Because I am neither gender having a sex specific body is troubling to me. I have to physically manipulate my appearance in order to reflect my gender, or the lack thereof if you want to get into semantics. I’ve cross-dressed since middle school to try to address this issue, even though I didn’t realize that is what I was doing at that time. At that time, I just hated being a girl, but that was based in how I was treated based upon my sex. As I grew older, I hated being a girl because of the physical aspects of being female. I wanted a flat chest, short hair. I did like having a vagina, but I hated having a period. I enjoyed looking good, and as I grew older, learned how to dress my body to reflect my actual self. However, I didn’t want people to look at me and immediately say she.
But I didn’t want them to immediately say he either.
I mean, I did experience joy when I was “mistaken” for a male, but that was because I wasn’t “mistaken” for a female. I played off any issues surrounding my gender and my identity, using term that have always been used to describe me “tomboy,” “butch,” and so forth, because I was afraid of the truth of what I was feeling. I was afraid of being out casted, both in and outside of the LGBTQ+, and honestly…I had no idea what it was I was going through. I felt crazy. I felt alone. I felt like there was something wrong with me.
It wasn’t until recently that I felt strong enough to face down my issues with gender and gender identity. It took an irrational thought for me to admit my gender identity aloud. But in doing so, it opened the tightly controlled floodgates that surrounded my gender. That included me admitting to the issues I have with my physical self.
Admitting that the reason I don’t like my breasts isn’t for monetary reasons, or out of annoyance, but because when I view my body in my mind, my chest is flat, is scary for me. I wear sports bras that don’t give me much lift, but are binding, and am currently saving up to buy my first binder, because I hate how my chest looks. I’m terrified. The few times I’ve explained how I feel, I’ve been told I’m crazy. That I look good and I shouldn’t change myself. That I’m “all woman”, that “everyone has something they don’t physically like about him/herself.”
It makes me afraid of hating how I’ll look in a binder…that what other people say is true.
I’m even more terrified that I’ll love it.
That level of self-validation is terrifying to me, because I’ve held myself back for so long, hid myself for so long, that I simply don’t know what to do with myself now. This identity that is rising so quickly to the surface feels so much like home. Feels so honest and freeing. But I’ve been homeless for so long that I’m struggling to navigate these feelings.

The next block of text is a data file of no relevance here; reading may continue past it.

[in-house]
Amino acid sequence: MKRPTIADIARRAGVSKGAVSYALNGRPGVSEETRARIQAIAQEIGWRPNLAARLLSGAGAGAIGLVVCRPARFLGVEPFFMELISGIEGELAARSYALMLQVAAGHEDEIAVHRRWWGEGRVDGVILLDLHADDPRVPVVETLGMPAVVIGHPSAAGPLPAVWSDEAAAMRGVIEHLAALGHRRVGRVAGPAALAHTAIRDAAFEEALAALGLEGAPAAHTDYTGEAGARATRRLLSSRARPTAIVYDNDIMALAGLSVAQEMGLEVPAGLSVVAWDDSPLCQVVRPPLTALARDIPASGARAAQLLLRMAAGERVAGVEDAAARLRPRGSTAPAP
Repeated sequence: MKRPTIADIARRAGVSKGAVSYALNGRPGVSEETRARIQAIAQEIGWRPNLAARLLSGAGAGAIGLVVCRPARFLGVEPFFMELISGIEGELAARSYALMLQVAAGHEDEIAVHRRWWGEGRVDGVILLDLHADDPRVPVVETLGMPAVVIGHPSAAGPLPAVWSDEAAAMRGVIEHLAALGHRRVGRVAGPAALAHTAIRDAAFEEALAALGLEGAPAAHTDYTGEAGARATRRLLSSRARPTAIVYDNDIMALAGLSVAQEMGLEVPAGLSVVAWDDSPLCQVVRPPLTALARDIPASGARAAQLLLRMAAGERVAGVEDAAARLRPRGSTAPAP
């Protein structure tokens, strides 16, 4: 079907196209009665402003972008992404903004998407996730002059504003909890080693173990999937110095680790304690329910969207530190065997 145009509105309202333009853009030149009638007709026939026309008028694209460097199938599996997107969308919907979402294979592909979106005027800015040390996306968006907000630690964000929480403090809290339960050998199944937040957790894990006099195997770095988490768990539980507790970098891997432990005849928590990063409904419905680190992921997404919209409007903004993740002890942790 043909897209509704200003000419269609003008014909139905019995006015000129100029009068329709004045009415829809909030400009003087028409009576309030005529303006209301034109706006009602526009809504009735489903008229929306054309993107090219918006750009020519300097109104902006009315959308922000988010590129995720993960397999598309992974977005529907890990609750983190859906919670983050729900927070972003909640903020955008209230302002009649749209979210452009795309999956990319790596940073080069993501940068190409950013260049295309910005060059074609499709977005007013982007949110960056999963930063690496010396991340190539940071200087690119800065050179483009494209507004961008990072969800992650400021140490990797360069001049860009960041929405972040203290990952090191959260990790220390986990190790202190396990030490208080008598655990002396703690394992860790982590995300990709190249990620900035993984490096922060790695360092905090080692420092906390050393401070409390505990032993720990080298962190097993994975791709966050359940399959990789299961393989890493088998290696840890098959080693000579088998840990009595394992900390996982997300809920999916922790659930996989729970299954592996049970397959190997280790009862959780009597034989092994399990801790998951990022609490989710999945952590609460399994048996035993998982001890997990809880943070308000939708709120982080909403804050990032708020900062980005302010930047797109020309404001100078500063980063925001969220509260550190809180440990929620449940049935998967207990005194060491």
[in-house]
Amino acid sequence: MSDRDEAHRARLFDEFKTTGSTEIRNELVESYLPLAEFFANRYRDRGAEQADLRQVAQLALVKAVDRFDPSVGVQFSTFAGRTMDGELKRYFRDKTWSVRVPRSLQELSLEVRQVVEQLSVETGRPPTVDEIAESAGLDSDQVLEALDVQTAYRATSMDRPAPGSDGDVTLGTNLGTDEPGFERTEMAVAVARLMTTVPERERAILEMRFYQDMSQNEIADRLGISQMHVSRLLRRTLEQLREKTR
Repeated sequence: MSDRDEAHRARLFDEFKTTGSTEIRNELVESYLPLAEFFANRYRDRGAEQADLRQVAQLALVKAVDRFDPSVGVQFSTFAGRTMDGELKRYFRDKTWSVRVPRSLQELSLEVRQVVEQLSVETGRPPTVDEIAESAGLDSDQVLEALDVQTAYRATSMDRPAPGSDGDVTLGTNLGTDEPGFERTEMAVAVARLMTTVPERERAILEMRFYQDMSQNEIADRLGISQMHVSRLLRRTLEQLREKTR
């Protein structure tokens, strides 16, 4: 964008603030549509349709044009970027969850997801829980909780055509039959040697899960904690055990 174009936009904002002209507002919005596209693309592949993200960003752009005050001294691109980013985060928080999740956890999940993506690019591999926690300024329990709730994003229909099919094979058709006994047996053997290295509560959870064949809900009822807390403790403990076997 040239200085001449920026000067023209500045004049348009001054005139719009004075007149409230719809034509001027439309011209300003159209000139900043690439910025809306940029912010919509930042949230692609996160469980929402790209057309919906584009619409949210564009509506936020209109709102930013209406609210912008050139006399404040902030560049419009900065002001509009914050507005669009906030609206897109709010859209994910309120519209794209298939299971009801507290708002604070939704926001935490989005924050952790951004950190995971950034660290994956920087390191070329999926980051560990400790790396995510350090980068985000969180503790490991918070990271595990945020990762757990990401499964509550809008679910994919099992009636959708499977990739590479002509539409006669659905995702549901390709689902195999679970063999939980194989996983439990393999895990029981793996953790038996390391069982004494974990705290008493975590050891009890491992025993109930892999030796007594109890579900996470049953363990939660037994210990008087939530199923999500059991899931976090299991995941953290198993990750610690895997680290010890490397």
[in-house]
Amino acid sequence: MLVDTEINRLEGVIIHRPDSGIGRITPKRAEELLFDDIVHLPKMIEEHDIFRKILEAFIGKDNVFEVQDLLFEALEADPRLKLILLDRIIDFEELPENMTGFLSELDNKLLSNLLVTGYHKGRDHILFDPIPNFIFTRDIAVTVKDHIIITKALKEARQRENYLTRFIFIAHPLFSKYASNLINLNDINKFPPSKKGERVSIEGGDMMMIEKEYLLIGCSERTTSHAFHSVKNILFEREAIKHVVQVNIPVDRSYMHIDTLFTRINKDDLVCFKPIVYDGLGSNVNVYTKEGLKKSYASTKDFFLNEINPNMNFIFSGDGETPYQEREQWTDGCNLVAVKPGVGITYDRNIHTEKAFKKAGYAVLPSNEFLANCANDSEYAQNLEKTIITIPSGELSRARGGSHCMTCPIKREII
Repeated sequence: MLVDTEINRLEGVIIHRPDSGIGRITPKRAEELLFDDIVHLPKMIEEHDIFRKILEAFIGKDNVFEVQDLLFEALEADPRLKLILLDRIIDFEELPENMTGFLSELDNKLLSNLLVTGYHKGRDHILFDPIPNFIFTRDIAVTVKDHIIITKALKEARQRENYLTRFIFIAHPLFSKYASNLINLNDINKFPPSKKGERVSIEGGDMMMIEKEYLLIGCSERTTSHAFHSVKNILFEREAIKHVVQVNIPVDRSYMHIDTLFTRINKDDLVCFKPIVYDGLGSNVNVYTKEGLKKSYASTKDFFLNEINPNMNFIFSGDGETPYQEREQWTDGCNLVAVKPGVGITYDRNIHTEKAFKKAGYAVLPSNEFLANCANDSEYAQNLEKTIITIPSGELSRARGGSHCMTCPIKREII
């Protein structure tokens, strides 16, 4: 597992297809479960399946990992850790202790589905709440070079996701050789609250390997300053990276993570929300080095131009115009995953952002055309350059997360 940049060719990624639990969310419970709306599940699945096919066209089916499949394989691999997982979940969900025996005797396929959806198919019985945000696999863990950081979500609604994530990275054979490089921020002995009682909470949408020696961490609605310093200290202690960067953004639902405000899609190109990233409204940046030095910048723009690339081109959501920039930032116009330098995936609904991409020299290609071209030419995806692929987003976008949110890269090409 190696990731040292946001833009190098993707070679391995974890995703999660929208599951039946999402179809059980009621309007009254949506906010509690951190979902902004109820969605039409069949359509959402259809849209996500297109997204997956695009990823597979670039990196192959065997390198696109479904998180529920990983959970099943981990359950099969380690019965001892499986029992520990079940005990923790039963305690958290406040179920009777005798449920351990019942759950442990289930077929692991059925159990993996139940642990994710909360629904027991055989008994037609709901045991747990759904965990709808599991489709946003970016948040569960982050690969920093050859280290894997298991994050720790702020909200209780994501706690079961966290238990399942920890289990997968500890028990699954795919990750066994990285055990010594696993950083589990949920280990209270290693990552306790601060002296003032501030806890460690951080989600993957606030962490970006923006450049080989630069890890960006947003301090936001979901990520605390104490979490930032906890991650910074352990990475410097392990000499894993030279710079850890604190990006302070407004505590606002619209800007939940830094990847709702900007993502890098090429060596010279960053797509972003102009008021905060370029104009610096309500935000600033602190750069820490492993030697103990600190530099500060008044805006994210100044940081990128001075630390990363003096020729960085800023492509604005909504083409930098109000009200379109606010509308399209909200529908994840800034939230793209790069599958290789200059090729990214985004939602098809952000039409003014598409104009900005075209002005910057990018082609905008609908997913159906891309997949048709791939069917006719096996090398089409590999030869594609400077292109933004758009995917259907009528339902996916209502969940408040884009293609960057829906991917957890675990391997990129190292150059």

I’ve spent so long not being able to identify with my body, not being able to identify with my socially assigned gender identity and role, that I don’t know what to do when I feel right. What does right feel like? How do I explain to people how I don’t want to be a man? That I am comfortable from the waist down, mostly, but not comfortable from the waist up?
I guess I just did. Still…it’s exhausting.
I did, however, deal with something that caused me grief in a manner that was comfortable(ish) and has eased a lot of anxiety for me. I went on birth control. I was always a bit lucky in regards to menstruation. As I got older, my cycle got shorter and shorter. But it was still…uncomfortable. I don’t ever want to carry a child. The few times I thought about what it would feel like ended with me anxious and uncomfortable. Having a monthly reminder of being physically female also didn’t help my anxiety levels. So I chose a form of birth control that not only helps in preventing unwanted (extremely unwanted) pregnancies, but eliminates my period. I don’t want to be on testosterone. I do not want to be a man physically. I just don’t want to be a woman physically.
If you could hear me sighing.
But not having to deal with having a period has given me a relief that I never realized I needed. It has also given my mind, which was constantly dealing with being anxious and overwhelmed in regards to my gender and sexuality, a respite so I can address other issues surrounding my gender. I now address the issue of gender roles, and how I experience my gender and how I represent myself to those around me. I can now look at pronouns, and how pronouns impact me. I can be afraid, but in a safe place. I can talk about what I’m experiencing. Just altering one aspect of myself to reflect MY gender gave me strength to begin addressing my other issues. I guess that’s part of dealing with gender dysphoria, the outcome of addressing and changing those issues. The freedom you begin to feel. The validation you feel.
I’m terrified, but I’m excited. I’m not transgender, I’m Androgyne. I’m not female. I’m not male. I’m Faith, and I can’t wait to see what happens as my mind, and my body, begin to change to reflect my identity completely. It won’t be easy. I expect a high level of confusion and mistakes on my part, and on the part of those around me. I’m no expert in this. But life can grow out of the dark if one is willing to find the lightswitch.